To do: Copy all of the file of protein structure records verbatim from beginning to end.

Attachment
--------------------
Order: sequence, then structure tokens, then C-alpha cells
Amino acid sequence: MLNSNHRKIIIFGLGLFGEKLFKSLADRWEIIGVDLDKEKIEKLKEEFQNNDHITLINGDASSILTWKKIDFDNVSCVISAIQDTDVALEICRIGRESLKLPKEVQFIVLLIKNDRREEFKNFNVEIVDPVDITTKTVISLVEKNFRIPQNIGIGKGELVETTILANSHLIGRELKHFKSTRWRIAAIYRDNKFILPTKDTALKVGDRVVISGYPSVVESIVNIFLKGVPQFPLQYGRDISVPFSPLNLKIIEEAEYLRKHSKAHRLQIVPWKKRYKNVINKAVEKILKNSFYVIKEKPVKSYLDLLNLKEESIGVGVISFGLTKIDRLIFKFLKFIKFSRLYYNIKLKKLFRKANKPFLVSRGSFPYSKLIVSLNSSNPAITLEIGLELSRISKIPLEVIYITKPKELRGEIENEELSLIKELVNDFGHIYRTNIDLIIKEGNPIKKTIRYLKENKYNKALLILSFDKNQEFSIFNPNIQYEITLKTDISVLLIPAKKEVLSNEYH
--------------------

Order: sequence, then structure tokens, then C-alpha cells
Amino acid sequence: MLNSNHRKIIIFGLGLFGEKLFKSLADRWEIIGVDLDKEKIEKLKEEFQNNDHITLINGDASSILTWKKIDFDNVSCVISAIQDTDVALEICRIGRESLKLPKEVQFIVLLIKNDRREEFKNFNVEIVDPVDITTKTVISLVEKNFRIPQNIGIGKGELVETTILANSHLIGRELKHFKSTRWRIAAIYRDNKFILPTKDTALKVGDRVVISGYPSVVESIVNIFLKGVPQFPLQYGRDISVPFSPLNLKIIEEAEYLRKHSKAHRLQIVPWKKRYKNVINKAVEKILKNSFYVIKEKPVKSYLDLLNLKEESIGVGVISFGLTKIDRLIFKFLKFIKFSRLYYNIKLKKLFRKANKPFLVSRGSFPYSKLIVSLNSSNPAITLEIGLELSRISKIPLEVIYITKPKELRGEIENEELSLIKELVNDFGHIYRTNIDLIIKEGNPIKKTIRYLKENKYNKALLILSFDKNQEFSIFNPNIQYEITLKTDISVLLIPAKKEVLSNEYH